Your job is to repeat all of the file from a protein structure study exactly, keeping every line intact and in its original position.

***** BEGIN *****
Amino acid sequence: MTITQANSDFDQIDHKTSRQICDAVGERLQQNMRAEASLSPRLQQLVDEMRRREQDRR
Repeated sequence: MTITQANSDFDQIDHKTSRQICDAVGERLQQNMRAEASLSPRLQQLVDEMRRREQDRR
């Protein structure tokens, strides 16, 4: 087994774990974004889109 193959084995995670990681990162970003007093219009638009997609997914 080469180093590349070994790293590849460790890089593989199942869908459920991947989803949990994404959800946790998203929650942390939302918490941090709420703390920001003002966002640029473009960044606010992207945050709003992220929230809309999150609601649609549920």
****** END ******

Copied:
Amino acid sequence: MTITQANSDFDQIDHKTSRQICDAVGERLQQNMRAEASLSPRLQQLVDEMRRREQDRR
Repeated sequence: MTITQANSDFDQIDHKTSRQICDAVGERLQQNMRAEASLSPRLQQLVDEMRRREQDRR
């Protein structure tokens, strides 16, 4: 087994774990974004889109 193959084995995670990681990162970003007093219009638009997609997914 080469180093590349070994790293590849460790890089593989199942869908459920991947989803949990994404959800946790998203929650942390939302918490941090709420703390920001003002966002640029473009960044606010992207945050709003992220929230809309999150609601649609549920």